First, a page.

Although there has been a tendency to minimise the importance of immigration to Australia by successive federal governments over the years since 1996, this has never really taken hold in Melbourne, which prides itself on being cosmopolitan to a degree rare in Australian cities. The large intake of emigrants from southern Europe following the Second World War remade Melbourne’s demographics – and its palate – for all time, as Greeks and Italians (and a sprinkling of other nationalities) made new lives for themselves far from war-wounded Europe.
Often, these emigrants were pushed into the areas with the cheapest real estate, which meant either inner city slums or trans-suburban farmland (which would in time become suburbs). The latter mostly happened on the far western and south eastern fringes of the city, where the sons and daughters of the Mediterranean would put millenia of skill at wresting crops from marginally productive soils to work.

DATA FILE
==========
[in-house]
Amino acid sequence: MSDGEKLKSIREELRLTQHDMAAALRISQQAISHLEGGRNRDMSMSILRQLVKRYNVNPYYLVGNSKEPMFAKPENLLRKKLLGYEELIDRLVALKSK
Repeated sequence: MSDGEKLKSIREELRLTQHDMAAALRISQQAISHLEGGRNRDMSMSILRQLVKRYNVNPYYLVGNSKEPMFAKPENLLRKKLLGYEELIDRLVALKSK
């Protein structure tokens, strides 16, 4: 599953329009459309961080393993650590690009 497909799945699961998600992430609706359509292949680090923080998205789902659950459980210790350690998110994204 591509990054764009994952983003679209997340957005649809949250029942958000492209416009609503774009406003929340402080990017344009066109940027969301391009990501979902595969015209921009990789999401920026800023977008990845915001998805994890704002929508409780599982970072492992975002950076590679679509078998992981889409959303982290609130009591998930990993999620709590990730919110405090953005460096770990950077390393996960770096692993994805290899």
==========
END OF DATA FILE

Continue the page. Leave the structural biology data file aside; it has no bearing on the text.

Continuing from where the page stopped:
After a few years, the government got involved in this process, seeking to formalise and streamline the manner in which new settlers found land to settle upon. And a large area south of the planned Cardinia Reservoir was set aside for Greek emigrants in particularly – dismissively referred to by the somewhat racist government of the day as place that could “be Con’s field”.
Suburbs near Beaconsfield:
|Narre Warren East||Emerald||Emerald||Dewhurst||Pakenham Upper|
|Harkaway||Beaconsfield Upper||Dewhurst||Dewhurst||Pakenham Upper|
|Harkaway||Guys Hill||Beaconsfield Upper||Beaconsfield Upper||Pakenham Upper|